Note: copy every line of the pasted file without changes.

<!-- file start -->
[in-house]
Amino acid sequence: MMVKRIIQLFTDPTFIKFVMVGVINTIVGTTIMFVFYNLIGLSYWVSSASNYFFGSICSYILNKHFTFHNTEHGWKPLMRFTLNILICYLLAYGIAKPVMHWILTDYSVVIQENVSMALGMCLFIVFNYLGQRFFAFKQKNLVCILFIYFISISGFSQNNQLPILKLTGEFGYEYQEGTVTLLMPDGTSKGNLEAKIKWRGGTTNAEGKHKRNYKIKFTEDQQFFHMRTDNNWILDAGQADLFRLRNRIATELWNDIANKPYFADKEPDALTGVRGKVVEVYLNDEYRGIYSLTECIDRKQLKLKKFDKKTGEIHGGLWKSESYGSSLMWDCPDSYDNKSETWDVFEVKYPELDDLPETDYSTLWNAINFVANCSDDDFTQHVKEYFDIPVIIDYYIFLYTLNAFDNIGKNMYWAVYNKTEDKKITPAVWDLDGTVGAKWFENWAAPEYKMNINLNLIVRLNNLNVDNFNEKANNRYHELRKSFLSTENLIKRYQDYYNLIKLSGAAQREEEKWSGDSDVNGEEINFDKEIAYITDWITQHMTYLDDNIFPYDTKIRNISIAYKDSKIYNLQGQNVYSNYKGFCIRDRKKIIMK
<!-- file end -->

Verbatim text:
[in-house]
Amino acid sequence: MMVKRIIQLFTDPTFIKFVMVGVINTIVGTTIMFVFYNLIGLSYWVSSASNYFFGSICSYILNKHFTFHNTEHGWKPLMRFTLNILICYLLAYGIAKPVMHWILTDYSVVIQENVSMALGMCLFIVFNYLGQRFFAFKQKNLVCILFIYFISISGFSQNNQLPILKLTGEFGYEYQEGTVTLLMPDGTSKGNLEAKIKWRGGTTNAEGKHKRNYKIKFTEDQQFFHMRTDNNWILDAGQADLFRLRNRIATELWNDIANKPYFADKEPDALTGVRGKVVEVYLNDEYRGIYSLTECIDRKQLKLKKFDKKTGEIHGGLWKSESYGSSLMWDCPDSYDNKSETWDVFEVKYPELDDLPETDYSTLWNAINFVANCSDDDFTQHVKEYFDIPVIIDYYIFLYTLNAFDNIGKNMYWAVYNKTEDKKITPAVWDLDGTVGAKWFENWAAPEYKMNINLNLIVRLNNLNVDNFNEKANNRYHELRKSFLSTENLIKRYQDYYNLIKLSGAAQREEEKWSGDSDVNGEEINFDKEIAYITDWITQHMTYLDDNIFPYDTKIRNISIAYKDSKIYNLQGQNVYSNYKGFCIRDRKKIIMK